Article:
The government will also look to clear some other brownfield projects – new investments in existing projects – that are not a risk to national security after the first round of clearance to new investments, the above officials said.
The government is also considering allowing some investment from Chinese firms in certain sectors via the "automatic" route, or without government scrutiny, said the officials. The officials said investments, for stakes of up to 20 percent, in "non-sensitive" sectors, may revert to the automatic route for nations with which India shares land borders.
'A step in the right direction'
Some Indian commentators welcomed the decision. "A step in the right direction now that disengagement is at hand. Economic recovery, job creation should be the priorities," tweeted M K Bhadrakumar, former Indian diplomat who had served as the country's ambassador to Turkey and Uzbekistan.
While the restrictions on investment were introduced to hurt Chinese companies, analysts suggest the move also adversely impacted Indian consumers.
The restrictions on Chinese businesses were hurting Indian consumers, as the country lacks alternatives to replace Chinese products, from infrastructure to smartphone apps, Liu Zongyi, secretary-general of the Research Center for China-South Asia Cooperation at Shanghai Institutes for International Studies, told the Global Times.
"China has become a significant investment source for India in recent years, with total investments hitting $10 billion from 2017 to 2019. As a country with few domestic industries, India will need a boost in jobs and new technology as its economy is hitting its bottom," Liu said.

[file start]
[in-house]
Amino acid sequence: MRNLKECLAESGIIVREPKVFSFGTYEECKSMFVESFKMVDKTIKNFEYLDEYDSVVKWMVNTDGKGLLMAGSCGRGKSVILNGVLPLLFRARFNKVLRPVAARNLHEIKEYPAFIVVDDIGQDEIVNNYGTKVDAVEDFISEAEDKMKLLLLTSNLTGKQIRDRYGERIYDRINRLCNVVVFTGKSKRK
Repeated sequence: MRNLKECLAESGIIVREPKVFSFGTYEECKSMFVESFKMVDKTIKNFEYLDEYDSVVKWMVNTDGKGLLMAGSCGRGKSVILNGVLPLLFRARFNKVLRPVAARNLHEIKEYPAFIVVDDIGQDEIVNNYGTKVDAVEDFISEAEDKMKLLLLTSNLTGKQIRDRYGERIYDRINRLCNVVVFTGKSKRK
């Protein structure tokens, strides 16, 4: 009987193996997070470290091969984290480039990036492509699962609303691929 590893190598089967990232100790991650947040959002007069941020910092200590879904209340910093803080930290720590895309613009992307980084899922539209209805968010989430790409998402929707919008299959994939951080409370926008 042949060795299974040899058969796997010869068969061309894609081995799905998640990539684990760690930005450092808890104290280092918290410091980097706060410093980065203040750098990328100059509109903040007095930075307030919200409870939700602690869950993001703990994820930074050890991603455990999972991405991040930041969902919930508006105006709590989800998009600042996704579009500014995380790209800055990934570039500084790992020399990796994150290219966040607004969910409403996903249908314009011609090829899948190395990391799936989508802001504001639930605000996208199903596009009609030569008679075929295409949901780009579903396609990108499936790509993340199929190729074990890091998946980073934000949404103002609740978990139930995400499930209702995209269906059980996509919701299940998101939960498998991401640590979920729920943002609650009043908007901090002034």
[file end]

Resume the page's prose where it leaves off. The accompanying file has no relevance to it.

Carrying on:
He argued that the need to lift the sliding economy and the easing tension along the borders meant India will be once again open to Chinese investment, adding that proposals from smartphone makers and new-energy companies will be especially welcomed, while proposals in infrastructure investment might be postponed.
"Some of the Chinese smartphone brands, like Xiaomi, have been so deeply integrated with the local market that the plants in India are contributing significantly to smartphone exports. India is also relying on China for around 80 percent of its solar power equipment. They are now indispensable in its new-energy reforms," Liu said.
While India's likely move to lift curbs on certain Chinese investment will be welcome and could be a good push towards reviving trade and economic ties with its northern neighbor, experts fear that New Delhi's recent knee-jerk decisions including the ban on scores of Chinese apps might have dampened the enthusiasm of Chinese investors and firms.
"Bad feelings go both ways, and the chance for the China-India relationship to warm up in the short term is slim," Qian Feng, director of the research department of the National Strategy Institute at Tsinghua University, told the Global Times, adding that Chinese investors can be more conservative when it comes to India, especially after so many Chinese companies' plans were hindered last year.
It is still early days to declare business as usual between two of Asia's largest economies, but if India goes ahead with its reported plans to lift curbs on investments from China, it will certainly be a step in the right direction.